My nephew Pedro is a member of the Los Angeles County Museum of Art (LACMA), so every time I visit him we emulate the three hours at the Prado de D’Ors in private podcast mode. From my conversations with him I have come to some of the most profound and honest conclusions in relation to art. I know that such a statement is judgmental and imprecise, so I will try to explain myself. Do not think that I am referring to the cliché that the gaze of a child with its capacity for surprise intact can detect what the rest of us do not notice, but to other types of more complex responses. On one of our outings, when he was about four years old, he had to measure me against what he would turn out to be the most demanding and reactionary critic I had ever faced. I was limiting myself to displaying a kind of ekphrasis of 0.60, explaining to him the intentions of the artists and showing him that he could tell him the author’s name before looking at the poster. But the hesitation of the aunt doctor in Art did not last very long. His complaints became more and more severe, to the point of driving him to anger.
It all started with Richard Serra. What I was calling sculptures, for him were nothing more than expendable architectural elements: walls. I could not continue advancing in my arguments because he never gave in. A wall could never be a work of art. Never. After lunch we stopped at some pieces by Dan Flavin. Here he agreed that they were “pretty”, that is, he glimpsed an aesthetic sense, but he made no further concession. That’s not art, aunty, it’s lights. Faced with its closure, I headed towards ‘Metropolis II’ by Chris Burden, so that I could witness the precise moment in which this colossal kinetic sculpture was activated that reproduces a crowded city, crossed by impossible circuits of trains and highways with dozens of lanes with vehicles miniature walking through it at full speed. I saw the fascination in his eyes and thought I had it. I was already preparing my little speech about the metaphor that it contained, about the author, whether he was the same one who had installed the lampposts in which we had played at the entrance, or whether a few years before he had had himself shot at the arm (even if it was actually a miscalculation). My intention was to take advantage of your ‘stendhalazo’ to make you understand that works of art are nothing more than cultural manifestations that help us analyze the world and that, although they can be very diverse depending on the moment in which they are made, we can always detect in them a series of differential features. What a mistake of mine. His verdict: it is impossible for something playful to be art. Even less when the author has not done it with his own hands. Neither his objective nor the years it took to design it matter, much less the millions he cost. That was nothing more than a large-scale toy. I then asked him to tell me what should be expected from an object to be considered artistic, since he had a folder where he kept his own ‘works of art’. His criteria focused – I translate for you – on visual pleasure, the use of color, the uselessness of the artifact, effort and manual work. Under this definition I tried to return to the analysis of one of the works ousted by his harsh judgment, a painted flag by Jasper Johns, and here my small victory: I was granted, at least provisionally and partially, that this was a painting, and that ‘ could’ be art. Oh, the mimesis.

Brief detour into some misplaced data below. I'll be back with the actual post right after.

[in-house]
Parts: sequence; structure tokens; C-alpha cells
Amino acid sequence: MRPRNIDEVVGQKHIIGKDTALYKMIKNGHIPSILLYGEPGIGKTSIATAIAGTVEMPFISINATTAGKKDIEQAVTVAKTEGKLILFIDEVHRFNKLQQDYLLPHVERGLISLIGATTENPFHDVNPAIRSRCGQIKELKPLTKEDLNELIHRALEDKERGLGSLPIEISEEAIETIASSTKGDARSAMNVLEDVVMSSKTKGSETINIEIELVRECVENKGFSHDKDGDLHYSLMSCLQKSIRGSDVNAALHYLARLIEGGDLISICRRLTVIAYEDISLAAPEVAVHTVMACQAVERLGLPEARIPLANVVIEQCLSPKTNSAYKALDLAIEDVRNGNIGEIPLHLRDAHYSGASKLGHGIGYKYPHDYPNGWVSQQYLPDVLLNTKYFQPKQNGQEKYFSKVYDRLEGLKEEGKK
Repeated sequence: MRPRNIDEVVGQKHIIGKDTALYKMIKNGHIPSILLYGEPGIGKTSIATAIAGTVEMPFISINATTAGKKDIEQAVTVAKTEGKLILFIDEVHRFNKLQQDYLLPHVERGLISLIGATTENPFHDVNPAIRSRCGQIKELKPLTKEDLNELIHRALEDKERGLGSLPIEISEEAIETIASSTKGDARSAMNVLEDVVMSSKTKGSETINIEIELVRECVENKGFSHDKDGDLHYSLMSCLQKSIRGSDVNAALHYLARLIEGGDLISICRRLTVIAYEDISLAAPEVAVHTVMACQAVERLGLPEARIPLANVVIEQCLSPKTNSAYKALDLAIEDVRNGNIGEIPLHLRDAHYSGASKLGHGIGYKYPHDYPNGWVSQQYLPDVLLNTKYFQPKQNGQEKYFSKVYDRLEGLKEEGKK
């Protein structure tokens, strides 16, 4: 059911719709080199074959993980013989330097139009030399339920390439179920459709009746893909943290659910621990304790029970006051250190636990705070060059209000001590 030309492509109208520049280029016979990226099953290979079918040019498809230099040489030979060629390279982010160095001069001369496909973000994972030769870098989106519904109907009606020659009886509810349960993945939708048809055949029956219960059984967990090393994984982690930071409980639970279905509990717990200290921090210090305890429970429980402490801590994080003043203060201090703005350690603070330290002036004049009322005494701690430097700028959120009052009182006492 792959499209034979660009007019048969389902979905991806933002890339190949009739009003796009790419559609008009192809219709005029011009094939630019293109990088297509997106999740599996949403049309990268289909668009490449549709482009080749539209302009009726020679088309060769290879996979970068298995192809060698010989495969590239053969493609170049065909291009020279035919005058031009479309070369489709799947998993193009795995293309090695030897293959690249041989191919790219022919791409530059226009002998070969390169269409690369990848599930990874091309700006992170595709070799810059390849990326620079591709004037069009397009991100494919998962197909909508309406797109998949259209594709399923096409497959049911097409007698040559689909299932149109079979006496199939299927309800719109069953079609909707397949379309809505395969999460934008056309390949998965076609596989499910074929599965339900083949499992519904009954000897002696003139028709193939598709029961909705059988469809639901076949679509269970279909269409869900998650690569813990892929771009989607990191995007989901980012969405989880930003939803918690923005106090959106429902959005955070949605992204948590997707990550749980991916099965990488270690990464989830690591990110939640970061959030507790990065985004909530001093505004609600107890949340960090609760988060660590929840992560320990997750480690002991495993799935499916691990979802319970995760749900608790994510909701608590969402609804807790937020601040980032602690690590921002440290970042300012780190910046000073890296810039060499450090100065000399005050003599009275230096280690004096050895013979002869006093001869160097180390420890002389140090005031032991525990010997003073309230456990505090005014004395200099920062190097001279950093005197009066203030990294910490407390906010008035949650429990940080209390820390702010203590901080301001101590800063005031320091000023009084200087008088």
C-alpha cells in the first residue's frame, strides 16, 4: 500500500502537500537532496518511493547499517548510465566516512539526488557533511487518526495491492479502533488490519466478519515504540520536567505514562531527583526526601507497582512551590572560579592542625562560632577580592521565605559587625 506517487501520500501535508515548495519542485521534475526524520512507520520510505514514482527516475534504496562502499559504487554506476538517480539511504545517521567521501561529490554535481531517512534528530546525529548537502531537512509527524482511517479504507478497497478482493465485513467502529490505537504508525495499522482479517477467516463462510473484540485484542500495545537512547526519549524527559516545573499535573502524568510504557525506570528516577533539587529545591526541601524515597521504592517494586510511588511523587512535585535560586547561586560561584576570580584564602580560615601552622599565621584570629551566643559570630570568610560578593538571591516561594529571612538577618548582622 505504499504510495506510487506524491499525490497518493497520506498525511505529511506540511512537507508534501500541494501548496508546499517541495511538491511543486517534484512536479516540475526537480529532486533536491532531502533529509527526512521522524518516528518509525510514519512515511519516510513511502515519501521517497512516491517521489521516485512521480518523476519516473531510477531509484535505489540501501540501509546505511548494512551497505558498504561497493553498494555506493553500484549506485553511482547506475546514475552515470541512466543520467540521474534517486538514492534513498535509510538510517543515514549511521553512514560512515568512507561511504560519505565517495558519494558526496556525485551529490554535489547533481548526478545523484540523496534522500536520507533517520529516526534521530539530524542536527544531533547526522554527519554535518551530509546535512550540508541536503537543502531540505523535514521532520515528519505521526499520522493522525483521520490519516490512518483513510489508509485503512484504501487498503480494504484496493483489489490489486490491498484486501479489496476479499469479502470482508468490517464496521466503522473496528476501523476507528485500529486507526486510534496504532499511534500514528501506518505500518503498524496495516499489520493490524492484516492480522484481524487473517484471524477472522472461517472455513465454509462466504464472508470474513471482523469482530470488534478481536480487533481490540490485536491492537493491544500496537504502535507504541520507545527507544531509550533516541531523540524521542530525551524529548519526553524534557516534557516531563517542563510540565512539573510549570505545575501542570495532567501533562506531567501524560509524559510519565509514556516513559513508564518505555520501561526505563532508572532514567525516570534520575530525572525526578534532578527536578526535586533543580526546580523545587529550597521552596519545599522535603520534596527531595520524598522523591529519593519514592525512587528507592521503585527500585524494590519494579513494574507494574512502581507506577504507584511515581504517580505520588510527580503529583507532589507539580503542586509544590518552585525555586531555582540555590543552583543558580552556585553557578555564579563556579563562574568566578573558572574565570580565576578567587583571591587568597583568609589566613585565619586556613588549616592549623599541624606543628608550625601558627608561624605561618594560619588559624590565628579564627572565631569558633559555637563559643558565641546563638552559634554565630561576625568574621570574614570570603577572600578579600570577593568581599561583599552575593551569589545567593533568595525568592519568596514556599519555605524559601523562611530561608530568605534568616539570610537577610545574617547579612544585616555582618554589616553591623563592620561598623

Well, lately I see how my nephew’s tender –and sensible– discourse spreads to other supposedly specialized contexts that do not stop denouncing the eternal return of the tale of the emperor’s new clothes. Well, it is clear that in the world of art there is a lot of slop. Will Gompertz dares to quantify the insignificance or insignificance of contemporary works of art by 95%. It may fall short. The former art director of the BBC, who currently runs the Barbican, has just published ‘Look what you’re missing’, a very useful manual for making people see –pun intended– that some artists are those adults who, however, they still know where to pay attention and how to make us look at the world. It is just as important to question everything, to disagree, to submit it to the judgment of reason, as not to lightly dismiss or attribute bad intentions to those works that we do not fully understand, because Berger’s ways of seeing do not refer exclusively to the visual: art it is a way of philosophizing.